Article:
Opinion | Natural Born Settlers


I’d never understood the Israeli settlers. So I moved in with them.

By Iris Zaki

Dr. Zaki is an Israeli filmmaker.

March 19, 2019

This video is part of a series by independent filmmakers supported by the Pulitzer Center.

To someone like me, the Israeli settlements in the Palestinian territories had always seemed like a burden, and an obstacle to peace. They annoyed me when I read the news and embarrassed me when I introduced myself as an Israeli. I had so many opinions about them. But, I realized, I’d never actually met a settler in person.

So I decided to move from my home in cosmopolitan Tel Aviv to the settlement of Tekoa in the West Bank for a summer. I wanted to make a film about my experiences as I got to know the settlers I’d formed so many conclusions about. These settlements are widely considered illegal under international law, and tend to be depicted in extreme ways that don’t seem realistic.

Many films have been made about the violent settlers of Hebron and about the founders of the settlement movement, as well as about rare stories of friendship between Jews and Palestinians. For my film, I decided to focus on the gray area in between, to sit down and chat with settlers my age over coffee. Maybe we had more in common than I thought?

So I crossed the border — both the actual border between Israel and the settlements in the West Bank, and the boundaries of my own comfort zone. I wanted to hear about settlers’ experiences, and about their justifications for choosing to live where they do. At the same time, I figured the experience would let me share my uneasiness with the consequences of their decision for the Palestinians and for Israeli society. As long as the settlements exist, peace in the Middle East remains a tenuous prospect.

Moving to a settlement is hardly an easy affair, but the discomfort inherent in placing myself in a community where my presence alone is a source of tension felt necessary to me. The act of becoming a settler, however briefly (and against my own political ideology), allowed for a rare intimacy to emerge between camera and subject. Only through this discomfort is it possible to reach something deeper, and more essential, about Israel’s fractured society, but also, in a wider context, about trying to establish an honest dialogue between people of different perspectives.

Iris Zaki is a Tel Aviv-based filmmaker. This Op-Doc is adapted from her feature documentary “Unsettling.” Her previous Op-Doc is “Shampoo Summit.”

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[1] https://www.nytimes.com/2019/03/19/opinion/israel-settlements.html?partner=rss&emc=rss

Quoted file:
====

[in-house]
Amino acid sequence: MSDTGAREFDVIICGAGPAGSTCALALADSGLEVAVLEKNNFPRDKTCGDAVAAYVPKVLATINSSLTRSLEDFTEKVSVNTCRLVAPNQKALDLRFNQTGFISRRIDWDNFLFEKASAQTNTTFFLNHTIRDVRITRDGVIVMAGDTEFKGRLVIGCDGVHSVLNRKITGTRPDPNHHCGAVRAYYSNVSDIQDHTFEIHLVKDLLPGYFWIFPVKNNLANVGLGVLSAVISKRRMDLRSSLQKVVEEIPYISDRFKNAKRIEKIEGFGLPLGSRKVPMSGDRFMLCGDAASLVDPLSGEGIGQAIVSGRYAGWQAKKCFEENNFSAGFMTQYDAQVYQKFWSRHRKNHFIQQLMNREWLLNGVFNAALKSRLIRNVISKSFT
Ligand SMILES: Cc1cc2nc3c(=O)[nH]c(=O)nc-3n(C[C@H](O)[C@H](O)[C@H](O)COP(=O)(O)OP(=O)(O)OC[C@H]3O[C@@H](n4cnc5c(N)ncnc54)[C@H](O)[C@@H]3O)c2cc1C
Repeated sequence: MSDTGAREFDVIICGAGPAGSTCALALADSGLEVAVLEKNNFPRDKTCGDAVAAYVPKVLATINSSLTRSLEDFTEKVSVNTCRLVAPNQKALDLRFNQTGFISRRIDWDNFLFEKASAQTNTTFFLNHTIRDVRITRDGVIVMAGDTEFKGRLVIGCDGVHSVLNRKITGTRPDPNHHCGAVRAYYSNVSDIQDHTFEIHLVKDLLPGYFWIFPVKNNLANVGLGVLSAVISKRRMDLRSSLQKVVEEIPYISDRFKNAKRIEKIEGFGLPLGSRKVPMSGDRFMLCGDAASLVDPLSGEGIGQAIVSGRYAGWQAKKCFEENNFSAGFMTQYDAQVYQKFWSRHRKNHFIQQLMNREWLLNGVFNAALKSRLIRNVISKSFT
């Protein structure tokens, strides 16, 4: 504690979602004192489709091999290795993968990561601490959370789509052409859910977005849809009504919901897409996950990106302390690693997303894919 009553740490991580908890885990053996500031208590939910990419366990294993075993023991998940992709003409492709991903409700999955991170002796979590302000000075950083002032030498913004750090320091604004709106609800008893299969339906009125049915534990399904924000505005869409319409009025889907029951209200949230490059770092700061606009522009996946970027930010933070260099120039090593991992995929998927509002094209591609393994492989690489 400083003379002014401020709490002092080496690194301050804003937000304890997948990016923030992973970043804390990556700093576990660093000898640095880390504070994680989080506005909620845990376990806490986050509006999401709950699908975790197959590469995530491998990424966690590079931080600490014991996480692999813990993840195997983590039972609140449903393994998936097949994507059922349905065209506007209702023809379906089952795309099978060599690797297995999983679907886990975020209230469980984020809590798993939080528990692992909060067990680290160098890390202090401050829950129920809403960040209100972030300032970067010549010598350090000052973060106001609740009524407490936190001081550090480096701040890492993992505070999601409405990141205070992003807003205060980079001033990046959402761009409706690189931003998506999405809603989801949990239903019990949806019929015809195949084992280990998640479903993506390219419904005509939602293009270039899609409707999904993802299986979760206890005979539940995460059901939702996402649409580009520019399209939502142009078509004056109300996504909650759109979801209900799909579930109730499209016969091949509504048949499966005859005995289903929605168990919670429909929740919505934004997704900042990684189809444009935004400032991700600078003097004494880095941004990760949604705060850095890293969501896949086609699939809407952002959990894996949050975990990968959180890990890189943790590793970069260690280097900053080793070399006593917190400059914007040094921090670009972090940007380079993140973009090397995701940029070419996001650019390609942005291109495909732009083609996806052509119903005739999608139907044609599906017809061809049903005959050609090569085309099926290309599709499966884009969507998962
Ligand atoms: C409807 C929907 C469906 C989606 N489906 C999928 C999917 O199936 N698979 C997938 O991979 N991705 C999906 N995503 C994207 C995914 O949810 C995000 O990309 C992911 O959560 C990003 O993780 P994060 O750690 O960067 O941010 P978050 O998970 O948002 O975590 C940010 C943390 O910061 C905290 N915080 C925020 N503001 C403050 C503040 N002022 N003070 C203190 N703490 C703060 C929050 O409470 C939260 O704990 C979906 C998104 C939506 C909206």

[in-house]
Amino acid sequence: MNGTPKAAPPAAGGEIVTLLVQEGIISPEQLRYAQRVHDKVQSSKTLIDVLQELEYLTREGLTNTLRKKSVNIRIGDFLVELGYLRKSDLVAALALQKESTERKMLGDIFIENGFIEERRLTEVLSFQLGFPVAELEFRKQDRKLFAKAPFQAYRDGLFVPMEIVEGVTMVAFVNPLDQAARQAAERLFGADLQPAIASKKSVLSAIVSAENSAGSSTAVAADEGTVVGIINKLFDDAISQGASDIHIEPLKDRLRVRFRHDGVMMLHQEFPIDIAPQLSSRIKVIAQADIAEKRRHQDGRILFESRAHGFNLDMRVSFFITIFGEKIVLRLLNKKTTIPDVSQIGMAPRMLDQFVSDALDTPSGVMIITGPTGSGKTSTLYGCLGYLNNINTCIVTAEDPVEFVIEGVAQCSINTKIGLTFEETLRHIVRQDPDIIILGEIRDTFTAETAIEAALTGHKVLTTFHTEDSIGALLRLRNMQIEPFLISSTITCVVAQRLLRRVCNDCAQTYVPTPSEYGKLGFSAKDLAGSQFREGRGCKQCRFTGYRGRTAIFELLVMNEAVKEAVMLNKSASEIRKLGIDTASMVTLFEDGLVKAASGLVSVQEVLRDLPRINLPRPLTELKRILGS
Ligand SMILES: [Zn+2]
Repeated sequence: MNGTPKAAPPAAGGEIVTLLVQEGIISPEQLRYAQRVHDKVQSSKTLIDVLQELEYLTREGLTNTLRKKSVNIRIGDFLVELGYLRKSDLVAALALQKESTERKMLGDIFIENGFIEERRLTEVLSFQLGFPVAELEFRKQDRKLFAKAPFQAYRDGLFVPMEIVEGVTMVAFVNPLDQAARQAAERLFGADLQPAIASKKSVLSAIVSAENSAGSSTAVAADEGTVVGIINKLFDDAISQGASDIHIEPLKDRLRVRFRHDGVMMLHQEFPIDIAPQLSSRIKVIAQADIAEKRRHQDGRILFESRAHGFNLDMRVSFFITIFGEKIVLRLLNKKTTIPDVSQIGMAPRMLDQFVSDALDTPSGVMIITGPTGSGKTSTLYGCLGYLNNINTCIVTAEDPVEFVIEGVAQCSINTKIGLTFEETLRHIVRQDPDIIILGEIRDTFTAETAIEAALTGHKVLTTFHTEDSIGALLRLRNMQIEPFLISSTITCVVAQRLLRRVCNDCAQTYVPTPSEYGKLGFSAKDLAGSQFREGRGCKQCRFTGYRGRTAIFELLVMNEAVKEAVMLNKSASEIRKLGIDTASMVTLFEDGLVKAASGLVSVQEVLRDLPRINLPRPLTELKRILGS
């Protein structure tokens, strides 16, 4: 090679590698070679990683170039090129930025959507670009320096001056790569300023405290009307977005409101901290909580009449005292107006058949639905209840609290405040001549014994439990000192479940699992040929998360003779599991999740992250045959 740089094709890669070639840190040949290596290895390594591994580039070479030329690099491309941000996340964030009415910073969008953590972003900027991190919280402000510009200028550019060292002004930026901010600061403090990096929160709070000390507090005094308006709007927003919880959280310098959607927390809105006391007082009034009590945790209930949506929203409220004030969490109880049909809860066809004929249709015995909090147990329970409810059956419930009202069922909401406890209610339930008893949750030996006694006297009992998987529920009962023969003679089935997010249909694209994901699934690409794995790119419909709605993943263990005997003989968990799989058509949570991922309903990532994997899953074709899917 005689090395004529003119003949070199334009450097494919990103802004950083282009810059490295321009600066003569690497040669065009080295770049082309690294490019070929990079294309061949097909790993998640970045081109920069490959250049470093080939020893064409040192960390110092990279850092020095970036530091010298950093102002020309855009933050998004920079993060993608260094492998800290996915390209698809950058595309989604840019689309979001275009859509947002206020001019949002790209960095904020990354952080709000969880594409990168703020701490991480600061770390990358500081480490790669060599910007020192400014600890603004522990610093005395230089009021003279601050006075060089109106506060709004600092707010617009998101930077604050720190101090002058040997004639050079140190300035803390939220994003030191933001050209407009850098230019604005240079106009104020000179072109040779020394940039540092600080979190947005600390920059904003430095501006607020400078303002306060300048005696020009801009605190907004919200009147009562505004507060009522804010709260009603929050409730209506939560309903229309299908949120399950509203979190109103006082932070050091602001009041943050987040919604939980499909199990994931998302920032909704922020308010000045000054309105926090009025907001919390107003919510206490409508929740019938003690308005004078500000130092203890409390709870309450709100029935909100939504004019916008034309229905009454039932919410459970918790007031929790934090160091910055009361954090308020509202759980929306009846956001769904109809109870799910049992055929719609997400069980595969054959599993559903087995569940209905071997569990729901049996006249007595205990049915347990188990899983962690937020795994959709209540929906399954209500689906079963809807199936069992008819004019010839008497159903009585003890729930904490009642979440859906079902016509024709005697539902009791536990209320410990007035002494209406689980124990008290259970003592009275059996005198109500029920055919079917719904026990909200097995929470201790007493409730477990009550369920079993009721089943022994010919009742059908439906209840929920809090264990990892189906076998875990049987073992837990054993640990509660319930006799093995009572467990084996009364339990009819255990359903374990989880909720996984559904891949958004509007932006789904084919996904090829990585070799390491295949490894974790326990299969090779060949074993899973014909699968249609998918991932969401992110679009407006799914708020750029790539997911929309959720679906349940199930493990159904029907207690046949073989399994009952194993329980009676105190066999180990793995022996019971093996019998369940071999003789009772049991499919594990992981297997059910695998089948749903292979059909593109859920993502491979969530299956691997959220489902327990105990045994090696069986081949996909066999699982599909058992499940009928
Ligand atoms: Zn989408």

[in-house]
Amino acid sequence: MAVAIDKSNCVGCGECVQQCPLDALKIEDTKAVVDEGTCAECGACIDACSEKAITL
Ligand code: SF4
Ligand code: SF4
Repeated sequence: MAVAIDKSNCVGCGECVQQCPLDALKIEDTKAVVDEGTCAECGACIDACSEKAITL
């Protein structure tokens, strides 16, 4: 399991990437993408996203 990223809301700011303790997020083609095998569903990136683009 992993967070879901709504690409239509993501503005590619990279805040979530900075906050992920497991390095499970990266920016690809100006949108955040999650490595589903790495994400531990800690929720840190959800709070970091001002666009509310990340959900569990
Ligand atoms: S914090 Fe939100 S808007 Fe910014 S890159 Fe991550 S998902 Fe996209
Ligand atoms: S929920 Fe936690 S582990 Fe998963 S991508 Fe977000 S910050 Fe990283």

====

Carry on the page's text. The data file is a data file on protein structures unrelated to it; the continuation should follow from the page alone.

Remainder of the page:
I Detest the N.R.A. What Should I Do With My Gun?

As a gun owner who abhors the ‘‘slippery slope’’ philosophy of the N.R.A., every new mass shooting sickens me. I would like to sell one of my three weapons and give the proceeds to March for Our Lives or Everytown for Gun Safety. Is it better to: 1) Sell it knowing the $750-$1,000 would do some good; 2) Keep the gun knowing it won’t be used; or 3) Destroy it/surrender it to the police for disposal? Name Withheld

By the ‘‘slippery slope’’ philosophy of the N.R.A., I assume you mean its tendency to argue that any proposed gun regulation is a step toward canceling the Second Amendment: to equate restriction with abolition. I assume too that you think that some of these mass shootings could have been stopped by laws that the N.R.A. opposes and that are nevertheless consistent with the Constitution. The gun-control organizations you mention share those beliefs; sending them a check would express your support and enable you to join the community of people trying to do something about gun violence.

But the case against (1) is that your check, which isn’t going to make the difference between success and failure for either of these gun-control groups, scarcely changes the likelihood of future gun deaths, while selling the gun marginally increases the likelihood that it will end up being used in a crime. As for (2), you can’t be absolutely sure that a gun won’t cause harm just because it’s in your house. For one thing, someone might break in and steal it; for another, you might use it against yourself. Suicide, remember, accounts for a majority of gun-related deaths. If you went for (3), you could render the gun harmless by having it destroyed, but doing so wouldn’t much change the likelihood of future gun deaths, either.